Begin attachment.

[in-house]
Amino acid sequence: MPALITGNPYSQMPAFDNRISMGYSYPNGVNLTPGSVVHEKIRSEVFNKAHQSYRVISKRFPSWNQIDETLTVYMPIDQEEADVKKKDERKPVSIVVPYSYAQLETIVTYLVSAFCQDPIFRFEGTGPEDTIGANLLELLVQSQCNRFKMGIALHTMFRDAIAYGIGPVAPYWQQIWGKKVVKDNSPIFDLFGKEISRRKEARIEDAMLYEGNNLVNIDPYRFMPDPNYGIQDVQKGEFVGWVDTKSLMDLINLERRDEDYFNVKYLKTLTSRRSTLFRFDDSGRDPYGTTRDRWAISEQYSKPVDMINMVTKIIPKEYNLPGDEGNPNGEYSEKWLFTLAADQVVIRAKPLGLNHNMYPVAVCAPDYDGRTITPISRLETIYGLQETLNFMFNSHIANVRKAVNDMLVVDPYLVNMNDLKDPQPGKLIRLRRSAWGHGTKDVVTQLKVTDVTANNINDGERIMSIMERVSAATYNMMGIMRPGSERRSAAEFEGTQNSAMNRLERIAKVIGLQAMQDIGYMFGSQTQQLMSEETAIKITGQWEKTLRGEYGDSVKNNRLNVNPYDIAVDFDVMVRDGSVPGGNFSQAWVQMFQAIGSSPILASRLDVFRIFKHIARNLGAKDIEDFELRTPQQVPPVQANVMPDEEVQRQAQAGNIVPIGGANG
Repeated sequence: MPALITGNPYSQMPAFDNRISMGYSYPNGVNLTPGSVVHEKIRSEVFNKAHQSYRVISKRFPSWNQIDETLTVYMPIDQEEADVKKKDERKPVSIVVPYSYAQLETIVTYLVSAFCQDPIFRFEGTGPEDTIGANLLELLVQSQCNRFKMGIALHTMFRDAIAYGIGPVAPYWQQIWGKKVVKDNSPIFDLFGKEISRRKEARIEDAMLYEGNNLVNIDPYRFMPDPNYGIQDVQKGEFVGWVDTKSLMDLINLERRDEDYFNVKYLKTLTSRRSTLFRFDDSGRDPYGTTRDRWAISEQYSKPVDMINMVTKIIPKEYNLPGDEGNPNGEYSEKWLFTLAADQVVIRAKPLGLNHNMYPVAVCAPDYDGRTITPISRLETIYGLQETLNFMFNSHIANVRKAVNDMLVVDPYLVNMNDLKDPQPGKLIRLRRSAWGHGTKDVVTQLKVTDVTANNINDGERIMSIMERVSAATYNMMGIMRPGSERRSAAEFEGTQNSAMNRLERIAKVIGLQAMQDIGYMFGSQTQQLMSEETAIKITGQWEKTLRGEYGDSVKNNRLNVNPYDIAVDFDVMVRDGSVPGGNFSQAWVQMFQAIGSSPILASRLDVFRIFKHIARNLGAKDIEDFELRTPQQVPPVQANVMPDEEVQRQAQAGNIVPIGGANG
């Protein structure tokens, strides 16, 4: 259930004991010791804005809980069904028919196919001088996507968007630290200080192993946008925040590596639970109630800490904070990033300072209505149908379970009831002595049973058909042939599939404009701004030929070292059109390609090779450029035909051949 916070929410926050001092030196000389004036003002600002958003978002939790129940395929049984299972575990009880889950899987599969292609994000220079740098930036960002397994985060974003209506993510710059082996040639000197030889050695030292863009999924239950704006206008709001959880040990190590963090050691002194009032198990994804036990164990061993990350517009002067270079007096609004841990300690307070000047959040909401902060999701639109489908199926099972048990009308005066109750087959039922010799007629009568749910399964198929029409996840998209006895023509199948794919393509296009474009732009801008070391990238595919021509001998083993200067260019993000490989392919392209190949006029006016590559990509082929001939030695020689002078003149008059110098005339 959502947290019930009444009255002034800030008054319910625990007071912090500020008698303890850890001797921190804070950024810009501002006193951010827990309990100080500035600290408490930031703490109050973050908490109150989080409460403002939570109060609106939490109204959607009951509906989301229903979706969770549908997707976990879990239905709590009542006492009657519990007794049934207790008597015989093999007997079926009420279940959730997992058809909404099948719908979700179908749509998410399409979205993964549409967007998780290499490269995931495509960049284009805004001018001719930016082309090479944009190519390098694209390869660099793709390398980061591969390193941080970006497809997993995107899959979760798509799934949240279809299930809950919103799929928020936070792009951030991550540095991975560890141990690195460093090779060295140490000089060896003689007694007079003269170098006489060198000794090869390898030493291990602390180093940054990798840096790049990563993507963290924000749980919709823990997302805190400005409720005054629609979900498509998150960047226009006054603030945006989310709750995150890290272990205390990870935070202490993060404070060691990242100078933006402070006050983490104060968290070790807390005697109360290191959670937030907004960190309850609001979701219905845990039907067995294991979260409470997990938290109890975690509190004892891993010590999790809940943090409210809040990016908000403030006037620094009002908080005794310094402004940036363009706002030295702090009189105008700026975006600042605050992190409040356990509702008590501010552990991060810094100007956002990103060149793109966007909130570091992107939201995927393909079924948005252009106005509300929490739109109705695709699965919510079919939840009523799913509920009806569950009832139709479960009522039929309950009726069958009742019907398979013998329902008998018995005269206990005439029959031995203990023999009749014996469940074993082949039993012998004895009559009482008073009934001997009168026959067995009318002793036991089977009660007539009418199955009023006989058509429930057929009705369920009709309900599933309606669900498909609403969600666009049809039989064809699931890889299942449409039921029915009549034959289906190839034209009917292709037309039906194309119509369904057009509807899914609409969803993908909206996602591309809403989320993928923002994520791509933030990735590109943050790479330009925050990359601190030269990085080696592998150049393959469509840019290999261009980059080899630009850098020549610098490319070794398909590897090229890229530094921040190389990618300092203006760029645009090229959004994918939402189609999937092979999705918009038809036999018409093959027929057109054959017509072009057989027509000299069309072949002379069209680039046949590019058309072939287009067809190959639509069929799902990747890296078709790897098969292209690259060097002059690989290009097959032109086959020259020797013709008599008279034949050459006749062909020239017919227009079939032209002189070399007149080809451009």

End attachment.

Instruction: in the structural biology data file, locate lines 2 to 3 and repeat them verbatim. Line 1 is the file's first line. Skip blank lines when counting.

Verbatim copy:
Amino acid sequence: MPALITGNPYSQMPAFDNRISMGYSYPNGVNLTPGSVVHEKIRSEVFNKAHQSYRVISKRFPSWNQIDETLTVYMPIDQEEADVKKKDERKPVSIVVPYSYAQLETIVTYLVSAFCQDPIFRFEGTGPEDTIGANLLELLVQSQCNRFKMGIALHTMFRDAIAYGIGPVAPYWQQIWGKKVVKDNSPIFDLFGKEISRRKEARIEDAMLYEGNNLVNIDPYRFMPDPNYGIQDVQKGEFVGWVDTKSLMDLINLERRDEDYFNVKYLKTLTSRRSTLFRFDDSGRDPYGTTRDRWAISEQYSKPVDMINMVTKIIPKEYNLPGDEGNPNGEYSEKWLFTLAADQVVIRAKPLGLNHNMYPVAVCAPDYDGRTITPISRLETIYGLQETLNFMFNSHIANVRKAVNDMLVVDPYLVNMNDLKDPQPGKLIRLRRSAWGHGTKDVVTQLKVTDVTANNINDGERIMSIMERVSAATYNMMGIMRPGSERRSAAEFEGTQNSAMNRLERIAKVIGLQAMQDIGYMFGSQTQQLMSEETAIKITGQWEKTLRGEYGDSVKNNRLNVNPYDIAVDFDVMVRDGSVPGGNFSQAWVQMFQAIGSSPILASRLDVFRIFKHIARNLGAKDIEDFELRTPQQVPPVQANVMPDEEVQRQAQAGNIVPIGGANG
Repeated sequence: MPALITGNPYSQMPAFDNRISMGYSYPNGVNLTPGSVVHEKIRSEVFNKAHQSYRVISKRFPSWNQIDETLTVYMPIDQEEADVKKKDERKPVSIVVPYSYAQLETIVTYLVSAFCQDPIFRFEGTGPEDTIGANLLELLVQSQCNRFKMGIALHTMFRDAIAYGIGPVAPYWQQIWGKKVVKDNSPIFDLFGKEISRRKEARIEDAMLYEGNNLVNIDPYRFMPDPNYGIQDVQKGEFVGWVDTKSLMDLINLERRDEDYFNVKYLKTLTSRRSTLFRFDDSGRDPYGTTRDRWAISEQYSKPVDMINMVTKIIPKEYNLPGDEGNPNGEYSEKWLFTLAADQVVIRAKPLGLNHNMYPVAVCAPDYDGRTITPISRLETIYGLQETLNFMFNSHIANVRKAVNDMLVVDPYLVNMNDLKDPQPGKLIRLRRSAWGHGTKDVVTQLKVTDVTANNINDGERIMSIMERVSAATYNMMGIMRPGSERRSAAEFEGTQNSAMNRLERIAKVIGLQAMQDIGYMFGSQTQQLMSEETAIKITGQWEKTLRGEYGDSVKNNRLNVNPYDIAVDFDVMVRDGSVPGGNFSQAWVQMFQAIGSSPILASRLDVFRIFKHIARNLGAKDIEDFELRTPQQVPPVQANVMPDEEVQRQAQAGNIVPIGGANG